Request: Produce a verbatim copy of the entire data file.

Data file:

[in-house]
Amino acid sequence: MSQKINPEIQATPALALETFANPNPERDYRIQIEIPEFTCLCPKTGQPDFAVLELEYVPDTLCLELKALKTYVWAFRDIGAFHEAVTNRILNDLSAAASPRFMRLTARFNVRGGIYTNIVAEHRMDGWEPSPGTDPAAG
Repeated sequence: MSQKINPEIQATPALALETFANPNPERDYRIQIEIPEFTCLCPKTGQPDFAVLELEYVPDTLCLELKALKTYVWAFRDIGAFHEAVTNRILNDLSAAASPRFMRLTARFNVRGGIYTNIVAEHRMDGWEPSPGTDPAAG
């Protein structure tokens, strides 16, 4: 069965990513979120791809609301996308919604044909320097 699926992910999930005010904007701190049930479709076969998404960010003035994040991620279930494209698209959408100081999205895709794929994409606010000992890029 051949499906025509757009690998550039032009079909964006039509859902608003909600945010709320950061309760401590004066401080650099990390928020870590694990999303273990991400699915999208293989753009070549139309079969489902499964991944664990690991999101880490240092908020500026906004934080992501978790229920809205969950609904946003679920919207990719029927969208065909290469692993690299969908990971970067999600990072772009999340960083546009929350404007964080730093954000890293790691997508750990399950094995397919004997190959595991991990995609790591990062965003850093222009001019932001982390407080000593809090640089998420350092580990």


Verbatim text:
[in-house]
Amino acid sequence: MSQKINPEIQATPALALETFANPNPERDYRIQIEIPEFTCLCPKTGQPDFAVLELEYVPDTLCLELKALKTYVWAFRDIGAFHEAVTNRILNDLSAAASPRFMRLTARFNVRGGIYTNIVAEHRMDGWEPSPGTDPAAG
Repeated sequence: MSQKINPEIQATPALALETFANPNPERDYRIQIEIPEFTCLCPKTGQPDFAVLELEYVPDTLCLELKALKTYVWAFRDIGAFHEAVTNRILNDLSAAASPRFMRLTARFNVRGGIYTNIVAEHRMDGWEPSPGTDPAAG
């Protein structure tokens, strides 16, 4: 069965990513979120791809609301996308919604044909320097 699926992910999930005010904007701190049930479709076969998404960010003035994040991620279930494209698209959408100081999205895709794929994409606010000992890029 051949499906025509757009690998550039032009079909964006039509859902608003909600945010709320950061309760401590004066401080650099990390928020870590694990999303273990991400699915999208293989753009070549139309079969489902499964991944664990690991999101880490240092908020500026906004934080992501978790229920809205969950609904946003679920919207990719029927969208065909290469692993690299969908990971970067999600990072772009999340960083546009929350404007964080730093954000890293790691997508750990399950094995397919004997190959595991991990995609790591990062965003850093222009001019932001982390407080000593809090640089998420350092580990």